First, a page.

Performance Management in Nonprofits -- Role of the Board

09/09/2013 in

What we are learning about the role of the board in nonprofit performance management systems 

We’ve been fortunate in one of our recent consulting engagements to be helping a nonprofit that has two board members with very strong and strategic HR backgrounds.  Each has led worldwide HR for at least one fortune 500 company.  Their involvement has been very valuable to our work, helping our client implement a new performance management system and foster a new culture of high performance.

How has the board helped?

  1. Aligned Annual Organizational Goals. Starting two years ago the board began requesting, reviewing and approving detailed annual performance goals for the organization.  These goals align with the strategic plan, meaning that if achieved they would move the organization 1/3 of the way towards achieving its 3-year strategic goals.

  2. Aligned Division-Level Goals.  Starting this year the board expanded it annual goal-setting process and worked with the CEO and his executive team to establish aligned and board-approved annual organizational goals down to the division-level.

  3. Aligned annual goals for the CEO and each executive team member. The board has used these organization-wide and division-level goals to create individual annual performance goals for the CEO, and to ensure that he, in turn, is establishing clear goals for each member of this executive team.

  4. Annual reviews grounded in performance against establish annual goals. Before two years ago the board only conducted annual reviews of the CEO sporadically and often informally.  The process is now a model for the rest of the organization to follow.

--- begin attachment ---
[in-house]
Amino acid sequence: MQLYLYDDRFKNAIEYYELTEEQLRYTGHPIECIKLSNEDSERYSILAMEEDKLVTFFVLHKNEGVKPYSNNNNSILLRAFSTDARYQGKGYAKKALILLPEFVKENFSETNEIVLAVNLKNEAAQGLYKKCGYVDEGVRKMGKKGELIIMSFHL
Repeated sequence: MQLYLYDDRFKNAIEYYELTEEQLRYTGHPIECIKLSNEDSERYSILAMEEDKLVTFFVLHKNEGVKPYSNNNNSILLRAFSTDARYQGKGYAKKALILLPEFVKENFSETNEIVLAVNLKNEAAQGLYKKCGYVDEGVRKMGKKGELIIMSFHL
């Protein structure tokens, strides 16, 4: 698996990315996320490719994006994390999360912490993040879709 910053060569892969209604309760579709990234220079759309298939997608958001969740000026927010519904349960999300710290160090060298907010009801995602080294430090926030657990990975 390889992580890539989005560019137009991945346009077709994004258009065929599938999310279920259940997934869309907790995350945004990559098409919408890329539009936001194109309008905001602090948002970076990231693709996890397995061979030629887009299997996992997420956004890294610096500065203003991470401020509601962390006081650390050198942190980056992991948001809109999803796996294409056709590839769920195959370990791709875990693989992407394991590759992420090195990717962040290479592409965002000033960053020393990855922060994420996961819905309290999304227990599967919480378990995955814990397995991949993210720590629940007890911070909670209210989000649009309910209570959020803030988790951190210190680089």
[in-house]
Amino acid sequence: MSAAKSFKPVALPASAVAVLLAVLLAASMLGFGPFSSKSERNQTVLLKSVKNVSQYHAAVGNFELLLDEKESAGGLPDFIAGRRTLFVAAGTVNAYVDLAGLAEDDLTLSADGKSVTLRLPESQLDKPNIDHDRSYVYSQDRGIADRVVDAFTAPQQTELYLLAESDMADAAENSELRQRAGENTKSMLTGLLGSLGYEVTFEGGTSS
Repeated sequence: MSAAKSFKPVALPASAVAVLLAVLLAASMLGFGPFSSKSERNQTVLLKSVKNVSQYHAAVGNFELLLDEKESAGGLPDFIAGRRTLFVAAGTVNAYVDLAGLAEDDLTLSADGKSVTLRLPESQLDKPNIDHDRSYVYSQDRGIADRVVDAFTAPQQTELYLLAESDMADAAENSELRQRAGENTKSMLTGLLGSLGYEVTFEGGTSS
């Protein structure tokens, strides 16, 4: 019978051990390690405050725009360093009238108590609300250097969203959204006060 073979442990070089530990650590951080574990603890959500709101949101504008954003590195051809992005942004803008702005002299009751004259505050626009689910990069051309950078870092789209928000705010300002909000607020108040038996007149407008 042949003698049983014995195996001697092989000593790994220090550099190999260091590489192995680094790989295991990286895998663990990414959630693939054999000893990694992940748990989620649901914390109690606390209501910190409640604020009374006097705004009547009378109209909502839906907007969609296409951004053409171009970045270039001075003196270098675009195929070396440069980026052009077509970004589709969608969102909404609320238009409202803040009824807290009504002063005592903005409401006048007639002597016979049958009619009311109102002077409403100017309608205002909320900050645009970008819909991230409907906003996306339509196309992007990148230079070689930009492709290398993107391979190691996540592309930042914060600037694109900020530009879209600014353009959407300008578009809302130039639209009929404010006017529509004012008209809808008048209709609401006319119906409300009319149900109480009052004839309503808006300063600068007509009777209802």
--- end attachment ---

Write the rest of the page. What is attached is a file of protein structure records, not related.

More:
5. Reward Performance. Two years ago the board established an organization-wide compensation philosophy that explicitly ties increases in compensation, promotions, and other forms of reward to positive annual reviews based on performance.   This new philosophy has been applied to the CEO for the passed two years, and will be applied to the each member of the executive team this year.

The impact of these steps:

  1. CEO as model. When the CEO says that the whole organization will now be setting individualized SMART annual goals he can point to himself as the lead example.  When the CEO says that the organization will be holding people accountable and rewarding performance, he can point to himself.  These actions are far more powerful than words in communicating how important this initiative is.

  2. Not a passing trend. Seeing that our current work is grounded in the board’s earlier efforts helps counter staff concerns that this new high performance orientation is just another passing fad.

  3. CEO held accountable. We are fortunate to be working with a CEO who is a strong champion for the new performance management approach.  Nonetheless,  having the board hold him accountable has helped ensure that he maintains his focus on this initiative in the face of competing demands.

When we started defining and implementing this nonprofit’s new performance management approach we knew that board was going to be essential to our success, but seeing its impact up close has been revealing. We might have been successful without them, but their involvement has had made success much more likely. It’s something we will be keeping in mind going forward.

Questions for you:

  • Are you an HR professional serving on a nonprofit board?  How does your experience compare to what we’ve described?

  • Has your nonprofit implemented a new performance management system?  What role did you play?

For more information about the role that HR professionals can play on nonprofit boards, check out this brochure by the Taproot Foundation and BoardSource.  (As you may know I was the COO and VP Programs at the Taproot Foundation for 7 years and led the creation of Taproot’s Leadership Development and Strategic HR consulting practice.)